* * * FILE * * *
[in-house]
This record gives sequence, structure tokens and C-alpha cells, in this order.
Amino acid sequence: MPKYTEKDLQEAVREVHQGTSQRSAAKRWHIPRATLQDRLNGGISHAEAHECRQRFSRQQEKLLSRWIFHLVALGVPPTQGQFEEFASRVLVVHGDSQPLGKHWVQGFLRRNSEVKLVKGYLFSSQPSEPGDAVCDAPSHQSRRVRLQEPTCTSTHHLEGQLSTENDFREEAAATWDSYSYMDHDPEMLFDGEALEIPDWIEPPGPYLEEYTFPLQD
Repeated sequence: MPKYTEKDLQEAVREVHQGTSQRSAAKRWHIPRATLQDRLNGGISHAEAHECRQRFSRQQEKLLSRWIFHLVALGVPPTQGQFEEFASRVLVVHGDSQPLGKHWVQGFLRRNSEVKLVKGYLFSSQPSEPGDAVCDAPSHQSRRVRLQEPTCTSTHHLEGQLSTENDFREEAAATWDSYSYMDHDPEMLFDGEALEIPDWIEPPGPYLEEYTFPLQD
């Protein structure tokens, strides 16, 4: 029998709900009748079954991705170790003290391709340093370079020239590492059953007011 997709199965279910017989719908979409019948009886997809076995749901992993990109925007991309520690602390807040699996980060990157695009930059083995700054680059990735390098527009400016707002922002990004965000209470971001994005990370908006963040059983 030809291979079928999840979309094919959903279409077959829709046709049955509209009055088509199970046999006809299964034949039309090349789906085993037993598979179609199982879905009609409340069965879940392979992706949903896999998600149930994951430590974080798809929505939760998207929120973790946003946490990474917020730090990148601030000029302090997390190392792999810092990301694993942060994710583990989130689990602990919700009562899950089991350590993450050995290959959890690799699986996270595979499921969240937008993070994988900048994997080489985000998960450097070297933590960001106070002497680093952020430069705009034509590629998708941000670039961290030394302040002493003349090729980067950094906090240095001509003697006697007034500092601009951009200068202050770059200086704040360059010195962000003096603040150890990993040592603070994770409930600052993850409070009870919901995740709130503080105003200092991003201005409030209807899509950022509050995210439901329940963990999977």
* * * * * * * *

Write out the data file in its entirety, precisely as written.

[in-house]
This record gives sequence, structure tokens and C-alpha cells, in this order.
Amino acid sequence: MPKYTEKDLQEAVREVHQGTSQRSAAKRWHIPRATLQDRLNGGISHAEAHECRQRFSRQQEKLLSRWIFHLVALGVPPTQGQFEEFASRVLVVHGDSQPLGKHWVQGFLRRNSEVKLVKGYLFSSQPSEPGDAVCDAPSHQSRRVRLQEPTCTSTHHLEGQLSTENDFREEAAATWDSYSYMDHDPEMLFDGEALEIPDWIEPPGPYLEEYTFPLQD
Repeated sequence: MPKYTEKDLQEAVREVHQGTSQRSAAKRWHIPRATLQDRLNGGISHAEAHECRQRFSRQQEKLLSRWIFHLVALGVPPTQGQFEEFASRVLVVHGDSQPLGKHWVQGFLRRNSEVKLVKGYLFSSQPSEPGDAVCDAPSHQSRRVRLQEPTCTSTHHLEGQLSTENDFREEAAATWDSYSYMDHDPEMLFDGEALEIPDWIEPPGPYLEEYTFPLQD
């Protein structure tokens, strides 16, 4: 029998709900009748079954991705170790003290391709340093370079020239590492059953007011 997709199965279910017989719908979409019948009886997809076995749901992993990109925007991309520690602390807040699996980060990157695009930059083995700054680059990735390098527009400016707002922002990004965000209470971001994005990370908006963040059983 030809291979079928999840979309094919959903279409077959829709046709049955509209009055088509199970046999006809299964034949039309090349789906085993037993598979179609199982879905009609409340069965879940392979992706949903896999998600149930994951430590974080798809929505939760998207929120973790946003946490990474917020730090990148601030000029302090997390190392792999810092990301694993942060994710583990989130689990602990919700009562899950089991350590993450050995290959959890690799699986996270595979499921969240937008993070994988900048994997080489985000998960450097070297933590960001106070002497680093952020430069705009034509590629998708941000670039961290030394302040002493003349090729980067950094906090240095001509003697006697007034500092601009951009200068202050770059200086704040360059010195962000003096603040150890990993040592603070994770409930600052993850409070009870919901995740709130503080105003200092991003201005409030209807899509950022509050995210439901329940963990999977």